Even if you invested $50k in the S&P 500 back in 1995 it would be worth 4.4x that with dividends reinvested or $220k in today’s dollars. If you started with the average price of a car ($12k) in 1989 dollars and kept in invested, that would be still be worth $91k 30 years later.

John Bogle founded the ‘First Index Investment Trust’ on December 31, 1975. He recently passed away but imagine you were fortunate enough to have been an early adopter, or if your parents were. The average price of a car back them was $5k, if they invested that amount, without ever investing again…. and just left it there… It would be worth $120k today.

My point is this, we are living in a time of the greatest economic opportunity for everyone. Index funds are extremely easy to acquire especially if you are an American.

s&p500 calculator
DQYDJ S&P 500 Return Calculator

Back to cars for a moment…there are a ton of overdue loans our there. Some folks think it’s a giant deck of cards waiting to come crumbling down. I can definitely see their point. According to a posting, auto loan delinquencies have recently surged past where they were during the Great Recession.

“Some 7 million Americans are 90 days or more behind on their auto loan payments, new data released by the Federal Reserve Bank of New York shows. The number of delinquent loans follows a trend of steady increases since 2011 and has risen to the highest level in the 19-year history of the bank’s loan origination data.”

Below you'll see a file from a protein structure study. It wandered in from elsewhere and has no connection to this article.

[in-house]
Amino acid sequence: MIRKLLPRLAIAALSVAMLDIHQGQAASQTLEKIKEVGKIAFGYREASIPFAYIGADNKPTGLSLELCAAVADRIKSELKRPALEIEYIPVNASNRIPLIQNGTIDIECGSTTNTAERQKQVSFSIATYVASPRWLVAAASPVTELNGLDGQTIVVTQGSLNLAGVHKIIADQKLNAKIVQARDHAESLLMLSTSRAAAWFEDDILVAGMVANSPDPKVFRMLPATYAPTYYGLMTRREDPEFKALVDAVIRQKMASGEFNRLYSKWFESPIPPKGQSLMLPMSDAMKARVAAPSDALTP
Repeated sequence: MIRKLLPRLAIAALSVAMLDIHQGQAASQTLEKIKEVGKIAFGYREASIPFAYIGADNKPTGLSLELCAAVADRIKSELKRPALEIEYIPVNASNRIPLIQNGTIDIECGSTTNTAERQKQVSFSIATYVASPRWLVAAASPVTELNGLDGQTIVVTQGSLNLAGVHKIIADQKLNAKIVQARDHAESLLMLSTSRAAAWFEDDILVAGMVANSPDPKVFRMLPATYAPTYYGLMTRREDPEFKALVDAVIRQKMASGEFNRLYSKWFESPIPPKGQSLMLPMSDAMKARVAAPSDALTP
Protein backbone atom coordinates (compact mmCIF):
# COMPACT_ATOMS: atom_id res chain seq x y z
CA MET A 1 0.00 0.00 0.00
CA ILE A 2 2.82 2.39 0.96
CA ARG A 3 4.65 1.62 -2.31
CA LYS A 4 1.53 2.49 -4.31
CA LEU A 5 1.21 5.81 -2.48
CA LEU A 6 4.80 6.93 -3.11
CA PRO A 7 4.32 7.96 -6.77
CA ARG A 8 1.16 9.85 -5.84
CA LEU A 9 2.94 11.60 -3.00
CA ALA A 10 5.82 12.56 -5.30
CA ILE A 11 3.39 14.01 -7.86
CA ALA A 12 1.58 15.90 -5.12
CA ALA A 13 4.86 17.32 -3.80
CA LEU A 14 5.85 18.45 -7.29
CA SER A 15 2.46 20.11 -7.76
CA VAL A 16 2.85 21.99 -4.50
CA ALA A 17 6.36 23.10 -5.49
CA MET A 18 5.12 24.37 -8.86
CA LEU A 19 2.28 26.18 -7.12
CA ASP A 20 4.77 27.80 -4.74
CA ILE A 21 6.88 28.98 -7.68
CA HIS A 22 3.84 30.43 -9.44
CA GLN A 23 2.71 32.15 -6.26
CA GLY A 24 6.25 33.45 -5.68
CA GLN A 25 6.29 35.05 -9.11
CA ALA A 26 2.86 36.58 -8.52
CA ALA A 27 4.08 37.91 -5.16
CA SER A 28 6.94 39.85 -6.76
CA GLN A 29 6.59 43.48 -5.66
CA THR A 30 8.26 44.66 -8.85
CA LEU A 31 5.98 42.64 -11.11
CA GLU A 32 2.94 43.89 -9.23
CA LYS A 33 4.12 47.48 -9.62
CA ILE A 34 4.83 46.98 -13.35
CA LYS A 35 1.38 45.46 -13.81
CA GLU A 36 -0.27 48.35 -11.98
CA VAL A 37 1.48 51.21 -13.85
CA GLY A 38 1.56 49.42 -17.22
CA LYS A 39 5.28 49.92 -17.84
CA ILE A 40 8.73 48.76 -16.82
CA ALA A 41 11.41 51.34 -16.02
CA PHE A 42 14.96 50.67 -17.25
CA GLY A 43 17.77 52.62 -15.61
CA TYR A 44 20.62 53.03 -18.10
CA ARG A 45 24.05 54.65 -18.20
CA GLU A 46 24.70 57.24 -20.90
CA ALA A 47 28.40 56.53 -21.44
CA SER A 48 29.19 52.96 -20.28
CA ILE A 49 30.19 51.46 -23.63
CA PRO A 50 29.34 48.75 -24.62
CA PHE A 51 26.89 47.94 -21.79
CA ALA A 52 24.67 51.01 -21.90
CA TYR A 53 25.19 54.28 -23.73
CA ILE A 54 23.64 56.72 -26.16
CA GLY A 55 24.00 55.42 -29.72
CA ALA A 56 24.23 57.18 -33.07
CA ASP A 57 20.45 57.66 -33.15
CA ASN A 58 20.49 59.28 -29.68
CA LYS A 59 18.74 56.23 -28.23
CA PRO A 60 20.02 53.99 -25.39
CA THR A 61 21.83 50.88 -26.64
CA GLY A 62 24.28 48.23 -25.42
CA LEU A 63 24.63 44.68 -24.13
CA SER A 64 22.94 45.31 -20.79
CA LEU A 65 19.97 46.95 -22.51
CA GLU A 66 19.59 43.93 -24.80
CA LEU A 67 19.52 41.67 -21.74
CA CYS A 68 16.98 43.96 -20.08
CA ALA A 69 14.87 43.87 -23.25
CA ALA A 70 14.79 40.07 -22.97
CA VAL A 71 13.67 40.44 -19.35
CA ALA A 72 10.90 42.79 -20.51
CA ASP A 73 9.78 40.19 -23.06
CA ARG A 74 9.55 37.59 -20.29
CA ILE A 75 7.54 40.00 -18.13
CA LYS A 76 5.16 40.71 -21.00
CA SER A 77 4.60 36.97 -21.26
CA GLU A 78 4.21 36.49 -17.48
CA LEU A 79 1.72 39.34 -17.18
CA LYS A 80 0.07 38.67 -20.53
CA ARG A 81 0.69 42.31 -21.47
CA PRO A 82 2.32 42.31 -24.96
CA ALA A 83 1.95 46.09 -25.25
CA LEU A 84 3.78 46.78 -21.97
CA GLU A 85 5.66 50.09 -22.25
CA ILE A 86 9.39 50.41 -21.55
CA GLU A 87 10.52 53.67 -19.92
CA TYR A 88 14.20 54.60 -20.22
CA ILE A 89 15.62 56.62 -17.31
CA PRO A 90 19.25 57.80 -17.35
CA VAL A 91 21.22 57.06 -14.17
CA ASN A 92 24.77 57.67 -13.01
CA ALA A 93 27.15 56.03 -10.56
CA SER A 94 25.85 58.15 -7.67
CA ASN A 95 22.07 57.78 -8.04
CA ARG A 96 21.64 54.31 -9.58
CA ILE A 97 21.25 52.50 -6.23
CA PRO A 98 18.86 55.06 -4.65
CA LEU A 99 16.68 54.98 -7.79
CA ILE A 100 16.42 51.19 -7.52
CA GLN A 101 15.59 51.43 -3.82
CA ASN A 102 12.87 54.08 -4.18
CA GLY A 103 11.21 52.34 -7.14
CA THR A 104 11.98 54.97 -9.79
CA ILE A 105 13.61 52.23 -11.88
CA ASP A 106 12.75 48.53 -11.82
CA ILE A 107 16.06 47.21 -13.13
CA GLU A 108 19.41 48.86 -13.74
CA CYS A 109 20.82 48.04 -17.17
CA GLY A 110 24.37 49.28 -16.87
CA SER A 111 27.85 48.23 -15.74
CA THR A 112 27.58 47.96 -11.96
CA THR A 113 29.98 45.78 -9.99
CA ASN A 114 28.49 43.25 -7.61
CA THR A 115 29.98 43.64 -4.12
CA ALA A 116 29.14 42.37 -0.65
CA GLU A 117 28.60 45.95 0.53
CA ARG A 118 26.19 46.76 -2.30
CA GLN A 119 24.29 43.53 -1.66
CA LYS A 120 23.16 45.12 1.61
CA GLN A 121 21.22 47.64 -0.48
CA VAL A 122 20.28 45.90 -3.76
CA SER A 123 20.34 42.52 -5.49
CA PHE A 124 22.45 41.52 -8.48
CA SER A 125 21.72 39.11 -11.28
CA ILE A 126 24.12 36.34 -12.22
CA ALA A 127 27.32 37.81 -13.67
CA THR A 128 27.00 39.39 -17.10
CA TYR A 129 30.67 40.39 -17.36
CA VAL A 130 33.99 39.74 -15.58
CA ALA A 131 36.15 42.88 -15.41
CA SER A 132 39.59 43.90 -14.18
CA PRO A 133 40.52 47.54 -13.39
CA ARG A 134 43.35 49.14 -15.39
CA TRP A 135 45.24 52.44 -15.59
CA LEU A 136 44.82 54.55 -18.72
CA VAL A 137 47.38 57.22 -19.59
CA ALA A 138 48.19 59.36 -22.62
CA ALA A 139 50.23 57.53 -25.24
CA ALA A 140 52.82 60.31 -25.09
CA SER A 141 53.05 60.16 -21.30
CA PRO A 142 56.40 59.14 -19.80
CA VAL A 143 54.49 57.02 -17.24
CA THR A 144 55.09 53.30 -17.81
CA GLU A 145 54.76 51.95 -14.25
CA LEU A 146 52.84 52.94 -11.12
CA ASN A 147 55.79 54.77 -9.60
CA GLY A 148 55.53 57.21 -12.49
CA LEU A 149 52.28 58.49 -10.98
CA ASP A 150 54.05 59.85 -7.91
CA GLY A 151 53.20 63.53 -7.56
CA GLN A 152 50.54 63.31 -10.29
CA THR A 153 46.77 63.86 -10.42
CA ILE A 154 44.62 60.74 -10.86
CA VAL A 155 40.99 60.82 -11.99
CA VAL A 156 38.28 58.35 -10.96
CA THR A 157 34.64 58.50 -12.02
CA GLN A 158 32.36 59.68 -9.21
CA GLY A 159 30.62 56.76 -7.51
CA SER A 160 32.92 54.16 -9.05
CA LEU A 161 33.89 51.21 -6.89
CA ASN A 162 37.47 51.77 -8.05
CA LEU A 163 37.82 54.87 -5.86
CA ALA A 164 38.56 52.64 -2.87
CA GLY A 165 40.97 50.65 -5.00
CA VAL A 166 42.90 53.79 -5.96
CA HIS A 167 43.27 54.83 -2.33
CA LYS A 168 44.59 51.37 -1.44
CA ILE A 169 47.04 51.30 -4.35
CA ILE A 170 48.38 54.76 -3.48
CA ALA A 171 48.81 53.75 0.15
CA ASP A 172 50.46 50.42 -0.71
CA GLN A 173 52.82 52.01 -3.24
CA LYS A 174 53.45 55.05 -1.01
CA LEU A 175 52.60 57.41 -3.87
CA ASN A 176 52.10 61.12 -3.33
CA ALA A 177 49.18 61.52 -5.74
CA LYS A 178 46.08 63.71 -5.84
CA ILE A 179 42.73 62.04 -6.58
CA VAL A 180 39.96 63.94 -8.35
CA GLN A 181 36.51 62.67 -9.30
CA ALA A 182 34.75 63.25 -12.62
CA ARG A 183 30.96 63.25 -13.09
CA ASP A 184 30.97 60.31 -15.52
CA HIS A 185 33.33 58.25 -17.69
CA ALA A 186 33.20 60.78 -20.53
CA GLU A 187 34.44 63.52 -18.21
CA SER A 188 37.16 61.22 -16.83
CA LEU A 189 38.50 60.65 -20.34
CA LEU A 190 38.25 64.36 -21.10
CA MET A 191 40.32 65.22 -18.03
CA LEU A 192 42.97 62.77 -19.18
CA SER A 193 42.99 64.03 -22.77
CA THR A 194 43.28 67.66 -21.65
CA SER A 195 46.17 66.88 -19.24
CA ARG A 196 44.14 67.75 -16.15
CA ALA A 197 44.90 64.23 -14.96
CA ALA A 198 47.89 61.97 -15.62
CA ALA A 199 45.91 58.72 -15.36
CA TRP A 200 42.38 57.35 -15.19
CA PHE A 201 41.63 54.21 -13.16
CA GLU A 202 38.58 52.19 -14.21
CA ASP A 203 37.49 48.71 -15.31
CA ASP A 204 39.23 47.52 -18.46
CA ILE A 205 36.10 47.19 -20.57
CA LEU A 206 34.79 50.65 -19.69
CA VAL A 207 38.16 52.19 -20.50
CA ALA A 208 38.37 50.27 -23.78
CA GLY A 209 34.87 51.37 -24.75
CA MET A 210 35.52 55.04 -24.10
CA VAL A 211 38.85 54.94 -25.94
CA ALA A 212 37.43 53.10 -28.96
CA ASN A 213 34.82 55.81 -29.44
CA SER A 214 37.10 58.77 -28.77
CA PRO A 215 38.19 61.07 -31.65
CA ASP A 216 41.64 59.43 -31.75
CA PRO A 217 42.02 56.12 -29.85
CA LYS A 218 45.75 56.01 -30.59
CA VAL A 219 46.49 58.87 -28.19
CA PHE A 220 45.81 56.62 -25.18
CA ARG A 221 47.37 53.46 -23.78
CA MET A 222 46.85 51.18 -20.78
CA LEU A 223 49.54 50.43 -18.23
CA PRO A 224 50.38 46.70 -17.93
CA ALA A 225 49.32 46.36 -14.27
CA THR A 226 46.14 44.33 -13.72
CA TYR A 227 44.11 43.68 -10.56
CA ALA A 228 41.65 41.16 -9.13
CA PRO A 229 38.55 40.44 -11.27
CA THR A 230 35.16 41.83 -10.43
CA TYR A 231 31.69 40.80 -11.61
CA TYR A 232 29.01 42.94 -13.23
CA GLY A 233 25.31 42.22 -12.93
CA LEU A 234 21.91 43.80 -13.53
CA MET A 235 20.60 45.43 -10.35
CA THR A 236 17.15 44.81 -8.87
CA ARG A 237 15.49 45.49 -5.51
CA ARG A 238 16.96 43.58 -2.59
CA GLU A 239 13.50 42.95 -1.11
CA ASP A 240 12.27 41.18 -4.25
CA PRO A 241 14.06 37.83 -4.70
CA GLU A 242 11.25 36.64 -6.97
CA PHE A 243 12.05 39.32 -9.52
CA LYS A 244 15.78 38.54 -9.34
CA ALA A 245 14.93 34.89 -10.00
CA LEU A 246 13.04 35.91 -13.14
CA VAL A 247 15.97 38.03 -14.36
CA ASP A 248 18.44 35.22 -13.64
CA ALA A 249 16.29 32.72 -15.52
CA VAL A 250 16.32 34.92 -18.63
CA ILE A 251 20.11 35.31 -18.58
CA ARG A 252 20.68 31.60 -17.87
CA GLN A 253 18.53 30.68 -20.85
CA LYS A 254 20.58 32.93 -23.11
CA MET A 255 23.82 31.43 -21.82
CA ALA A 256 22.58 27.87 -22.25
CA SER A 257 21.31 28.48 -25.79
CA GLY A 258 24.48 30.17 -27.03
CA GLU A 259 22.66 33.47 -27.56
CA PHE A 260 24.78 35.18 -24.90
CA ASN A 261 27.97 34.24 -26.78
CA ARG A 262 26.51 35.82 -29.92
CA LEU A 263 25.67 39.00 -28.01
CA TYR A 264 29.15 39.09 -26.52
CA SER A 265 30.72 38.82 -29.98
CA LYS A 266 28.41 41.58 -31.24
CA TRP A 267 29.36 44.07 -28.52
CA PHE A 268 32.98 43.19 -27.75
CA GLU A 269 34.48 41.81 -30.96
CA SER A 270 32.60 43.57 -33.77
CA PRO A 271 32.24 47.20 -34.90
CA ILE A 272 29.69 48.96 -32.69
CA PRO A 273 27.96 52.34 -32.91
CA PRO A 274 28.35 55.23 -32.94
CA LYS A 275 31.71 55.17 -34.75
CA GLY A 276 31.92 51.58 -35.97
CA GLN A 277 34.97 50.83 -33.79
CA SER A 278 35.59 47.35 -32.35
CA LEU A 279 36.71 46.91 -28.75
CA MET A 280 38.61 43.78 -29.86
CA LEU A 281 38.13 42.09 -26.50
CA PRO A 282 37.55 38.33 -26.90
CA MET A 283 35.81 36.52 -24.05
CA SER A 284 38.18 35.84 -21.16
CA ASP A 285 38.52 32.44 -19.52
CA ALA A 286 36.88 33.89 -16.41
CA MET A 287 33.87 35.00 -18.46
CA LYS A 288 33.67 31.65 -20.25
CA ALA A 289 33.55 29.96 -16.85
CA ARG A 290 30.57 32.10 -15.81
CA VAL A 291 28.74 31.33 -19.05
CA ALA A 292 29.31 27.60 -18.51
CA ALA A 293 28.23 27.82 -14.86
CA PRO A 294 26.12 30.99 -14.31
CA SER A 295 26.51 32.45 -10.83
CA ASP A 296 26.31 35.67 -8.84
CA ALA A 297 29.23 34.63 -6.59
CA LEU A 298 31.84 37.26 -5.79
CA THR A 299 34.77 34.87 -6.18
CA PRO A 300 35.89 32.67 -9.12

If you do what other people are doing, you’re going to get the same damn results, myself included. People buy cars and homes they can’t afford to impress people they don’t like. You can have nice things, but be responsible about it. Get that loaded Toyota Camry instead of that Benz status symbol. Better yet, get a slightly used one someone else has taken the depreciation hit on. Unless you really can afford it.

Warren Buffet’s rules of investing“Rule No. 1: Never lose money. Rule No. 2: Never forget rule No. 1.”

My mom of all people shared two videos on YouTube with me, both of which I already saw before.
1. 3 Reasons Most Black People Don’t Become Wealthy | Valerie Love